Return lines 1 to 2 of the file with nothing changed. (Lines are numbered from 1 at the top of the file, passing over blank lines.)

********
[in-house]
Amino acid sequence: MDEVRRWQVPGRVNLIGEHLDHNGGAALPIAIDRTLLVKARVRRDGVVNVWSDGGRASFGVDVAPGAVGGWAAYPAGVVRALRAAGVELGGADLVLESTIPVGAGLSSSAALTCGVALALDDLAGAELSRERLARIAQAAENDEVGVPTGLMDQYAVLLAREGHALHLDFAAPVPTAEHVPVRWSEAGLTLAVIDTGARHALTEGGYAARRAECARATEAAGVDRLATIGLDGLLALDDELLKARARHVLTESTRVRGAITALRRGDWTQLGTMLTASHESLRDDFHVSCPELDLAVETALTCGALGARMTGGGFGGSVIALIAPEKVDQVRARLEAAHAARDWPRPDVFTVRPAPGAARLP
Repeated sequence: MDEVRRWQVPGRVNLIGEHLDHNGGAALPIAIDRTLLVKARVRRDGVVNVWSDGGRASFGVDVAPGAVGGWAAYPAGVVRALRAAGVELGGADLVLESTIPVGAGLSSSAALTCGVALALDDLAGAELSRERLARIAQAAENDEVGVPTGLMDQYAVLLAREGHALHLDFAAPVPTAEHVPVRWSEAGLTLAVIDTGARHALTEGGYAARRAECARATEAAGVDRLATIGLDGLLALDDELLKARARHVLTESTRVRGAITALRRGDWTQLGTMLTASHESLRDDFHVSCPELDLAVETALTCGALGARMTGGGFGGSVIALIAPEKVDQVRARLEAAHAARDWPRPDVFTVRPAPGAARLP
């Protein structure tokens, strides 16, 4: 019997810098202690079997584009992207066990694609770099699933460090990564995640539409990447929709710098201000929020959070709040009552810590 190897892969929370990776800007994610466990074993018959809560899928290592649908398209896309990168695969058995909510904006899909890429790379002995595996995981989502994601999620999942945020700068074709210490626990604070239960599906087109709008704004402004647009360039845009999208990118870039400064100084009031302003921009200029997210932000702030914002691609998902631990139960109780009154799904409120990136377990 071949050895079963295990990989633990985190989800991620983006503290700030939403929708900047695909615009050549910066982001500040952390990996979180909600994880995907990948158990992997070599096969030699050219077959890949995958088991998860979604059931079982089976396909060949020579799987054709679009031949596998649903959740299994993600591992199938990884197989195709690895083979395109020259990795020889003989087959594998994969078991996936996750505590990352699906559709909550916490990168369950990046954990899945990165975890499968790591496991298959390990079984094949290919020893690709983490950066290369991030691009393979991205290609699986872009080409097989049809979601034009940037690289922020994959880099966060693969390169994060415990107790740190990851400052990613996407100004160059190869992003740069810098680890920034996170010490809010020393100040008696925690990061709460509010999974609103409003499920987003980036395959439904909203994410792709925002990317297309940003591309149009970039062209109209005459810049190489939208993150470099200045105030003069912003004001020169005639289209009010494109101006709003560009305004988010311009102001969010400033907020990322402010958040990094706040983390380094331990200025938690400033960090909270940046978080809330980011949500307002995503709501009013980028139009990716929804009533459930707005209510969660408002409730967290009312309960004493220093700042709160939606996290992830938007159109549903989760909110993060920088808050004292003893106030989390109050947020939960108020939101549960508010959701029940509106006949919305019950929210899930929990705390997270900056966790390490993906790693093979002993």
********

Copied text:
[in-house]
Amino acid sequence: MDEVRRWQVPGRVNLIGEHLDHNGGAALPIAIDRTLLVKARVRRDGVVNVWSDGGRASFGVDVAPGAVGGWAAYPAGVVRALRAAGVELGGADLVLESTIPVGAGLSSSAALTCGVALALDDLAGAELSRERLARIAQAAENDEVGVPTGLMDQYAVLLAREGHALHLDFAAPVPTAEHVPVRWSEAGLTLAVIDTGARHALTEGGYAARRAECARATEAAGVDRLATIGLDGLLALDDELLKARARHVLTESTRVRGAITALRRGDWTQLGTMLTASHESLRDDFHVSCPELDLAVETALTCGALGARMTGGGFGGSVIALIAPEKVDQVRARLEAAHAARDWPRPDVFTVRPAPGAARLP